Assorted Stupidity #105

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  • In June, the Fourth Circuit ruled in favor of an employee who objected to having his hand scanned because he said it would brand him with the Mark of the Beast. The EEOC sued on the employee’s behalf, saying he was entitled to a reasonable accommodation for his belief that the scanning would mark him as a follower of the Antichrist. The employer refused to let him just enter his ID number on a keypad (which apparently doesn’t present the same concern), and actually gave him a letter saying that under its interpretation of Scripture, it would be okay if he scanned his left hand and not his right. He quit instead. The Fourth Circuit said there was no dispute the employee’s belief was sincere, and no reason not to accommodate it.
  • Nova Scotia police are asking for help identifying the “Change Bandit,” who on at least two separate occasions has given store clerks a $50 bill and then successfully confused them into giving back too much change. He should not be confused with the “Short Change Bandit,” a California man charged earlier this year with one count of change-banditry and suspected of many similar crimes dating back to 2004. Ironically, the Short Change Bandit allegedly favored transactions worth about $500, so these two particular bandit names are a little misleading.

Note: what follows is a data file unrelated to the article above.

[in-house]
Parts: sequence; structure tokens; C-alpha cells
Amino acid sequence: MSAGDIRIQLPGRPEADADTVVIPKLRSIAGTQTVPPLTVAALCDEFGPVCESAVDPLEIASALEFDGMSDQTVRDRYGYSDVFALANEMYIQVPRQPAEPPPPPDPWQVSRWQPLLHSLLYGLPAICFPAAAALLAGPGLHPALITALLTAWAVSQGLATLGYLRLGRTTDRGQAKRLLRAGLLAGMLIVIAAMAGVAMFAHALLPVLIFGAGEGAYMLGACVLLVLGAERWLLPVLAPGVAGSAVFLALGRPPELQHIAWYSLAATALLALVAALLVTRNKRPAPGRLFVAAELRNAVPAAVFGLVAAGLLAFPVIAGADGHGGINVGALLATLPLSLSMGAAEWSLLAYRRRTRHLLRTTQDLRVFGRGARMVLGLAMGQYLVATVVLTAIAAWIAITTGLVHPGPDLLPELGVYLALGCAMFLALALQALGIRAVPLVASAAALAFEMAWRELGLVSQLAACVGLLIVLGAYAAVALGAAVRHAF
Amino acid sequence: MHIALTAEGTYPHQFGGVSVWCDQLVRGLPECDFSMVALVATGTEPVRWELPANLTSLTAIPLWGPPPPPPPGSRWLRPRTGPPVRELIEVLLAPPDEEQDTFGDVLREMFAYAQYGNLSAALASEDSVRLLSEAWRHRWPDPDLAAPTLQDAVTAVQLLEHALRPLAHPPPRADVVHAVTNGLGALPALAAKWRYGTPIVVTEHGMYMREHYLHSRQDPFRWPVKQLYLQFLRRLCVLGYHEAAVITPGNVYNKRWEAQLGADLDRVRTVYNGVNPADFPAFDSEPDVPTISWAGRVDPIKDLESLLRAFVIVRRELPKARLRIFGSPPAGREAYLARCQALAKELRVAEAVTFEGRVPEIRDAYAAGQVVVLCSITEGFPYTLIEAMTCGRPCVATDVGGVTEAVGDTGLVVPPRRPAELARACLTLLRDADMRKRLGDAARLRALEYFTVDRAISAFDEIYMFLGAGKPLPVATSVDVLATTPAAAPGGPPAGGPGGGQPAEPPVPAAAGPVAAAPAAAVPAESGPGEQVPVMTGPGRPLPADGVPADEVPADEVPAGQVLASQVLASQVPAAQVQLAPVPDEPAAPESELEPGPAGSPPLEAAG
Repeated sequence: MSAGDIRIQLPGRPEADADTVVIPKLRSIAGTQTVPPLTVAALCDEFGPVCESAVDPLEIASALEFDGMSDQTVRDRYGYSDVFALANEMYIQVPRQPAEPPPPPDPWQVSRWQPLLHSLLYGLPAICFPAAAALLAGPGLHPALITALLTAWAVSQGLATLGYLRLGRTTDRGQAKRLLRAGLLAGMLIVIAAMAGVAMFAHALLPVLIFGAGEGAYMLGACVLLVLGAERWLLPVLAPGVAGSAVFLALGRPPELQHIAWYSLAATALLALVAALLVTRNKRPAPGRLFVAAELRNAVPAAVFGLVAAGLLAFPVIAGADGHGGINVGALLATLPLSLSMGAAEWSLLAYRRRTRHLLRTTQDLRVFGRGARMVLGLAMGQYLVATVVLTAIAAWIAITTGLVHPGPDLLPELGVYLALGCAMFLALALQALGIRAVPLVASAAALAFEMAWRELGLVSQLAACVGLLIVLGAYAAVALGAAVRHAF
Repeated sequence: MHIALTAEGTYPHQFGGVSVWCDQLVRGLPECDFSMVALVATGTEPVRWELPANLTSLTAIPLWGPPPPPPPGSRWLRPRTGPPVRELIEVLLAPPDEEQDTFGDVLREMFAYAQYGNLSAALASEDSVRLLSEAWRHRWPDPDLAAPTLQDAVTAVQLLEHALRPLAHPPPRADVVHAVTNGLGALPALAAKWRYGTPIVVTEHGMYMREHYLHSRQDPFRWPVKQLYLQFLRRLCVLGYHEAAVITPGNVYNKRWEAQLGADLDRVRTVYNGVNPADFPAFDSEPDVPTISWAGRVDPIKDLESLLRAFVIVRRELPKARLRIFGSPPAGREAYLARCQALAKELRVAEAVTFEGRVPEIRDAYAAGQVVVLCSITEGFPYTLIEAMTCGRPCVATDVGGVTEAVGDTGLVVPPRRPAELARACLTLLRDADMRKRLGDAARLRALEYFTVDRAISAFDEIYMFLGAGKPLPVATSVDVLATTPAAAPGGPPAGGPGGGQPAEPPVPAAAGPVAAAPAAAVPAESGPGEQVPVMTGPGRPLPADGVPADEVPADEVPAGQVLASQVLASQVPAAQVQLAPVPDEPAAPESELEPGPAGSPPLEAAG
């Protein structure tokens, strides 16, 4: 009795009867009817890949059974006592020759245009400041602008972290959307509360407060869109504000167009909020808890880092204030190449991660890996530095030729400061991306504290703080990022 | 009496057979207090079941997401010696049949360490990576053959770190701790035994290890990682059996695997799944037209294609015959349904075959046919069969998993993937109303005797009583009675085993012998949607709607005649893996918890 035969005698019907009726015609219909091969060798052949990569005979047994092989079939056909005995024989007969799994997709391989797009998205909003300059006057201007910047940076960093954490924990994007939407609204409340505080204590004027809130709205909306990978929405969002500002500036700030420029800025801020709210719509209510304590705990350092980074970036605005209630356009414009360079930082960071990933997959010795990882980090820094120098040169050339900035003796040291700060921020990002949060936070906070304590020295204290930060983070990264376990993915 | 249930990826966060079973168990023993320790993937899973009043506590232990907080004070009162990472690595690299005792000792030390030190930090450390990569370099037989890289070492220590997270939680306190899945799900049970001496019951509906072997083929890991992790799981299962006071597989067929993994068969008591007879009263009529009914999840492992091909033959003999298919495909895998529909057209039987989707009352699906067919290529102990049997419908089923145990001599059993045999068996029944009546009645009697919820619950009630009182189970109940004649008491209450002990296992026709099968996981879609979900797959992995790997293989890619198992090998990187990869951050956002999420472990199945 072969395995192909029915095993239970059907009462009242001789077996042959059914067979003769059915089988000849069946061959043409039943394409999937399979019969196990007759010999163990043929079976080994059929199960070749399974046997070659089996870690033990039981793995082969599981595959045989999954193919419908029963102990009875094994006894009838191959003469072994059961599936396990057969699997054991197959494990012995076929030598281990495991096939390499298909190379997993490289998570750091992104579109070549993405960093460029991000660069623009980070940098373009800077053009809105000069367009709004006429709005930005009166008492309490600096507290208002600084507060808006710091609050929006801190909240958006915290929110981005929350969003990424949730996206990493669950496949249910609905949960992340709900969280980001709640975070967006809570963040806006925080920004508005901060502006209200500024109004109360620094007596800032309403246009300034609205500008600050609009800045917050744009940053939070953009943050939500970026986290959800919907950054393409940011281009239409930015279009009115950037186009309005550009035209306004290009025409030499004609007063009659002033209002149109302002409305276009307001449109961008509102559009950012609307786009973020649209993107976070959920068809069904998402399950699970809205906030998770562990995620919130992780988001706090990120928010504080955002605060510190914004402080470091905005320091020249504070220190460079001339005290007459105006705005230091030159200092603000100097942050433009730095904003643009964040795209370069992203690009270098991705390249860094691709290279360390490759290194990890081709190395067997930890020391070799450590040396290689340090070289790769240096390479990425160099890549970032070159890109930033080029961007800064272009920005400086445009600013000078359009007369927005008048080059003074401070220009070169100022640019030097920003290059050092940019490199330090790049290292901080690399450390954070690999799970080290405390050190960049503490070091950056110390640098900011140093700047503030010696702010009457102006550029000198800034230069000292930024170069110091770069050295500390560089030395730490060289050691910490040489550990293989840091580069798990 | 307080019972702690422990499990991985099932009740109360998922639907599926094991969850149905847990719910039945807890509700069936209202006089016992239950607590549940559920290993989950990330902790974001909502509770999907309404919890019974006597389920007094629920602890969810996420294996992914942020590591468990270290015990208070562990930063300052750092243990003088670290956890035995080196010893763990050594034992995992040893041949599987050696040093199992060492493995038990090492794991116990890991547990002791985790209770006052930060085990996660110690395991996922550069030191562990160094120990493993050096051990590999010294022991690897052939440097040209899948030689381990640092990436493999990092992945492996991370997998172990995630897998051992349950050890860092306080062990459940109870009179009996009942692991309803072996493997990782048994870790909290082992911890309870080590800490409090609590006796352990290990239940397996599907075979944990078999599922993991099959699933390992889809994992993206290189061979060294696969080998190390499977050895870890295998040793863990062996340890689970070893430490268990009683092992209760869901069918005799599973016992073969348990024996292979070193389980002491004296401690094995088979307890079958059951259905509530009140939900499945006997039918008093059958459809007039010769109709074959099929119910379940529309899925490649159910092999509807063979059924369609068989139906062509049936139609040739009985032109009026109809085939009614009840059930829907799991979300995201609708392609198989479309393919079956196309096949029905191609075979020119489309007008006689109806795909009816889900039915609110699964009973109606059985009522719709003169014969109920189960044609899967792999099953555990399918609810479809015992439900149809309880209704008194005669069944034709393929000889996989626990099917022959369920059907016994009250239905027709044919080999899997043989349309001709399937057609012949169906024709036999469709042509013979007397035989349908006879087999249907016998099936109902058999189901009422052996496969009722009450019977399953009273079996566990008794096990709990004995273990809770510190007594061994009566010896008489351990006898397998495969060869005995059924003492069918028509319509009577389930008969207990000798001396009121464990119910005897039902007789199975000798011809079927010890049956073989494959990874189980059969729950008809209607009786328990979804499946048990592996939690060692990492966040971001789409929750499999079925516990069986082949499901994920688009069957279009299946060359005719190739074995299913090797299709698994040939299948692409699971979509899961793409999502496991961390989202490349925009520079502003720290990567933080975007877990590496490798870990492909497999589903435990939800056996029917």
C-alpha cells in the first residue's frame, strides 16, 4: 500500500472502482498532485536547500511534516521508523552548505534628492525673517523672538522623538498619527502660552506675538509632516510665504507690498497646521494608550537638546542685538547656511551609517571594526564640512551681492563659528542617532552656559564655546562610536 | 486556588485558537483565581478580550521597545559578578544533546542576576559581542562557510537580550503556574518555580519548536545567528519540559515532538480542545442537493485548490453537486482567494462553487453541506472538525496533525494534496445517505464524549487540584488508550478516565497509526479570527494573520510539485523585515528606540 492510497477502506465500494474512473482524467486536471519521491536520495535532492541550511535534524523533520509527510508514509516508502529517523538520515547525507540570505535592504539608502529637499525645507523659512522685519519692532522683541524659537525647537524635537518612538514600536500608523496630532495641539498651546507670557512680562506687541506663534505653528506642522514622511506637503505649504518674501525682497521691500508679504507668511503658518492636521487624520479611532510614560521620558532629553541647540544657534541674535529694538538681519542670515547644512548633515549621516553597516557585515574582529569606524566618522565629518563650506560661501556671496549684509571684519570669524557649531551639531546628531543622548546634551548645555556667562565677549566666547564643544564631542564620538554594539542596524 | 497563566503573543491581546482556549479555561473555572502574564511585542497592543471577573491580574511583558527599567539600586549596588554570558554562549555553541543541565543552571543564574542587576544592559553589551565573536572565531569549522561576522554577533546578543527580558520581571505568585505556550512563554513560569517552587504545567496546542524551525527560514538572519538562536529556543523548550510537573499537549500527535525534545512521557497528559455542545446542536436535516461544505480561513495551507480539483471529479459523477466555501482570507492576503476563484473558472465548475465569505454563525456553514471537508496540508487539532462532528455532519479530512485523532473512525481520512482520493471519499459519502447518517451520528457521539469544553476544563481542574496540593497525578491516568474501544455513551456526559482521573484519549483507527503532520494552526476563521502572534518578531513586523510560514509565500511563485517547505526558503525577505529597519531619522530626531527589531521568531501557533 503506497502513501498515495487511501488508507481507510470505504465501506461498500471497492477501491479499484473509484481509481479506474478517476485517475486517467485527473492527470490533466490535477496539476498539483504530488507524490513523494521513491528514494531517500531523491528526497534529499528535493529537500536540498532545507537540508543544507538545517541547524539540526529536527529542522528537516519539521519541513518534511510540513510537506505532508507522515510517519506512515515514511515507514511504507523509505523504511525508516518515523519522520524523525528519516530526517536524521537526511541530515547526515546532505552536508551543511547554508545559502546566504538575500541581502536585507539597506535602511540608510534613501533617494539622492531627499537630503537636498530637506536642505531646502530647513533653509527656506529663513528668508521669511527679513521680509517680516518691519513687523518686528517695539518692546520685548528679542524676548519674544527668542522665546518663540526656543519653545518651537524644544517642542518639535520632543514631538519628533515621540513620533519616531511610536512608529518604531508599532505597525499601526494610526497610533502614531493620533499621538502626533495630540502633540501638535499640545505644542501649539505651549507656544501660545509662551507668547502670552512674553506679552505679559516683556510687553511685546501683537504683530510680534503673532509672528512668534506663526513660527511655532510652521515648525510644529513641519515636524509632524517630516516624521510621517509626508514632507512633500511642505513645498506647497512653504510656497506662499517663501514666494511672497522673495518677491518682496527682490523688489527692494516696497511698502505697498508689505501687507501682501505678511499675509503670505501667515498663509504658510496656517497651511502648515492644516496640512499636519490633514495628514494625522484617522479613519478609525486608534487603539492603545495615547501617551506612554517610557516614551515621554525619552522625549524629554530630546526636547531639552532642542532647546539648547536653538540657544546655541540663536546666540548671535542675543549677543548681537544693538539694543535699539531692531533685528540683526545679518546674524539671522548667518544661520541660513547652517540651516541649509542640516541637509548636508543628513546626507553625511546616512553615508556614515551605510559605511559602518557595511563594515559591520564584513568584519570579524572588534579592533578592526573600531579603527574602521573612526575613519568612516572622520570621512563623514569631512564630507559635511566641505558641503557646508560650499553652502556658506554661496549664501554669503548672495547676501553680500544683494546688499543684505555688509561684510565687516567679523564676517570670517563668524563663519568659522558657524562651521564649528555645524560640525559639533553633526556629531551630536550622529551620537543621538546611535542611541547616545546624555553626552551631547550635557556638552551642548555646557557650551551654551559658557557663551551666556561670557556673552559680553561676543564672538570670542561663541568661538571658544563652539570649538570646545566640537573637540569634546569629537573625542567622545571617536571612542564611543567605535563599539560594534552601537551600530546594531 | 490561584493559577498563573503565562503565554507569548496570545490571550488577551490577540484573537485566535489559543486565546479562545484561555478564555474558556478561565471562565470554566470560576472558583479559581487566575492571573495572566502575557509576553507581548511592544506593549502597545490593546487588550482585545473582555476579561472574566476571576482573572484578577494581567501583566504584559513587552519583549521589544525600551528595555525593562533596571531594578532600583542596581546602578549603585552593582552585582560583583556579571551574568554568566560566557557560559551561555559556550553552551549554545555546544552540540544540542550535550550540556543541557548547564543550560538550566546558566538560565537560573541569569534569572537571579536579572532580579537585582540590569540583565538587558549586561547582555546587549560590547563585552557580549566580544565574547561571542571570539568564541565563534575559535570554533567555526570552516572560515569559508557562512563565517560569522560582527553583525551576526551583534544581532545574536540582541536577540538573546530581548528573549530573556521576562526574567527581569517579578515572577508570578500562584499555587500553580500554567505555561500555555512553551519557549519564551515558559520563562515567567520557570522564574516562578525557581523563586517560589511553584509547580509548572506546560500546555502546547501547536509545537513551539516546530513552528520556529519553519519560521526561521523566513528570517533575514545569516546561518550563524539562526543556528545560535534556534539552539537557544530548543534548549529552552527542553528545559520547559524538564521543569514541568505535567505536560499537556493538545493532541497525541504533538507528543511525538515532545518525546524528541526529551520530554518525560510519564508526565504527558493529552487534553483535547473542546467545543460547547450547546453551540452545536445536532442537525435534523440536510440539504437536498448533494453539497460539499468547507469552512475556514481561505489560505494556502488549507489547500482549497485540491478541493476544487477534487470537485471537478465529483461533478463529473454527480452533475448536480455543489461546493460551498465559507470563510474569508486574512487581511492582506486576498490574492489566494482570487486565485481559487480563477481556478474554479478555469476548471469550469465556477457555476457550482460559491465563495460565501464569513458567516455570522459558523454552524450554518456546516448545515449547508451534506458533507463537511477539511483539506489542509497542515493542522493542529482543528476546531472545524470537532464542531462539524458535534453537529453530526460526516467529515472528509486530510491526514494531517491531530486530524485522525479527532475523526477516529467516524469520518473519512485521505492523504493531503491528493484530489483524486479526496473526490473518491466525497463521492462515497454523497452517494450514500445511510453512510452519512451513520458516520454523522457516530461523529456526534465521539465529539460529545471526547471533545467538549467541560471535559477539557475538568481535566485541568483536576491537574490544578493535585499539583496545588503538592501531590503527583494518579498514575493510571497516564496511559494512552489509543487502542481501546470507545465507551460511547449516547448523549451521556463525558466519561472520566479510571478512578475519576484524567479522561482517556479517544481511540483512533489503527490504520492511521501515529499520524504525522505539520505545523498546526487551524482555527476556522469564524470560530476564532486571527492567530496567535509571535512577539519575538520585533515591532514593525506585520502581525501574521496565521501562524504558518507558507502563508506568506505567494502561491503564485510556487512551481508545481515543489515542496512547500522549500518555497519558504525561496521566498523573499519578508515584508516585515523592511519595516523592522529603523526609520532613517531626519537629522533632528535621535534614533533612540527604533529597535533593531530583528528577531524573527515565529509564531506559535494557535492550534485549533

• Is it possible that the Change Bandit is taller than the Short Change Bandit? Maybe, but if you think so you have a lot more faith in humanity’s ability to hyphenate correctly than I do.
  • Not that it’s always crystal-clear when you should hyphenate. The Chronicle of Higher Education had this article on the topic last month, and it provided another pretty good example of when a hyphen makes a difference: “third-world war.” My favorite remains “criminal-defense attorney,” though.
  • Kenyans should be on notice that those found guilty of violating the country’s new ban on plastic shopping bags face a minimum punishment of about $19,000 or one year in jail, according to Al Jazeera. The law, which went into effect about two weeks ago, carries a maximum punishment of about $38,000 or four years in jail. Sounds harsh, but I’m pretty sure you can be shot on sight for this in San Francisco.
  • Experts Decry Increasing Use of Rap Lyrics in Criminal Trials” is a headline Courthouse News had to use recently, because of an alarming trend in which prosecutors claim rap lyrics are relevant. “I am just shocked at how frequently this is occurring,” said Charis Kubrin, a sociologist who has testified in dozens of such cases. “[I]t can be horribly prejudicial,” she noted accurately, especially if jurors aren’t familiar with the genre. The article describes an experiment in which Kubrin presented people with a lyrics that included the phrase “I shot a deputy down.” People who were told they were rap lyrics were much more likely to take the claim literally than those told they were from a country-music song. (They were actually from a 1960 song by The Kingston Trio, who so far as I can tell have never murdered anyone.)